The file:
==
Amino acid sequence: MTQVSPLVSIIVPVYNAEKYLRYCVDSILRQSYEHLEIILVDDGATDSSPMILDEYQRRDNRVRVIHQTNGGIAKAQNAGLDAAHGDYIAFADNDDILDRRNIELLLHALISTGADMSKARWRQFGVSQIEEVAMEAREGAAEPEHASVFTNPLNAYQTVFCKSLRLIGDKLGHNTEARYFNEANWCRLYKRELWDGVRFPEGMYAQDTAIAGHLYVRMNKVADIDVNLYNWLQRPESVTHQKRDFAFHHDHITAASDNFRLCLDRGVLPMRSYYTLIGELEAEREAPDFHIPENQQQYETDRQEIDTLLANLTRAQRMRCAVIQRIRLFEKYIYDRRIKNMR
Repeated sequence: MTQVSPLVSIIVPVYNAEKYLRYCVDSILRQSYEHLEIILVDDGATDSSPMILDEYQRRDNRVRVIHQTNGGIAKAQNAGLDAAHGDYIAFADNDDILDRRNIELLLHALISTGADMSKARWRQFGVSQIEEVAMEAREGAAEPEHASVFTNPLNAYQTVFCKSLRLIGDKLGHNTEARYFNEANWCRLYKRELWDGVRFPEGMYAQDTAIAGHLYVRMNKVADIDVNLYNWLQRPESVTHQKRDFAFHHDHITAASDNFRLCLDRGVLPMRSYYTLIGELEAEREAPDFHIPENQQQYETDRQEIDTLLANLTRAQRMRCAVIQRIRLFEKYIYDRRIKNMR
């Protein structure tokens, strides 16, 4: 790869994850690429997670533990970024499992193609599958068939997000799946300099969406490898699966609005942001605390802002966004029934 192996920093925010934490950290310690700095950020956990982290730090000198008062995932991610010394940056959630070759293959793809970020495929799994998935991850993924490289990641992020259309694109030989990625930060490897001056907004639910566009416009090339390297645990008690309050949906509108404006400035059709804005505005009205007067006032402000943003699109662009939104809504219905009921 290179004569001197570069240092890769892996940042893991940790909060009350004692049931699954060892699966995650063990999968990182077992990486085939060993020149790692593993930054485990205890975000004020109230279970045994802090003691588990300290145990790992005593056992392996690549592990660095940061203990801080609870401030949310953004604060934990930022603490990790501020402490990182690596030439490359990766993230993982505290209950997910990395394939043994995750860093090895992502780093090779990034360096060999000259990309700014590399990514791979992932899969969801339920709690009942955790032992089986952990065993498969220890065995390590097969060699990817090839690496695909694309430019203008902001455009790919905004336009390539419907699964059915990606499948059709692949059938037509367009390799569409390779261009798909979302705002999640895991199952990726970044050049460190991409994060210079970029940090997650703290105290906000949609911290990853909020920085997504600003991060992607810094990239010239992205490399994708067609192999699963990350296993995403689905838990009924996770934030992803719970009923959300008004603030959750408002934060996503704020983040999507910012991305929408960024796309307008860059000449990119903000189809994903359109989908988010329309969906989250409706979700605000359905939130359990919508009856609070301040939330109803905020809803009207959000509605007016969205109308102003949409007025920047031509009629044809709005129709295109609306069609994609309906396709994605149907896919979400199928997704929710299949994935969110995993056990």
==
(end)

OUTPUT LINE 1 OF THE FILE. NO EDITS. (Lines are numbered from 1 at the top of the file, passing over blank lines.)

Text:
Amino acid sequence: MTQVSPLVSIIVPVYNAEKYLRYCVDSILRQSYEHLEIILVDDGATDSSPMILDEYQRRDNRVRVIHQTNGGIAKAQNAGLDAAHGDYIAFADNDDILDRRNIELLLHALISTGADMSKARWRQFGVSQIEEVAMEAREGAAEPEHASVFTNPLNAYQTVFCKSLRLIGDKLGHNTEARYFNEANWCRLYKRELWDGVRFPEGMYAQDTAIAGHLYVRMNKVADIDVNLYNWLQRPESVTHQKRDFAFHHDHITAASDNFRLCLDRGVLPMRSYYTLIGELEAEREAPDFHIPENQQQYETDRQEIDTLLANLTRAQRMRCAVIQRIRLFEKYIYDRRIKNMR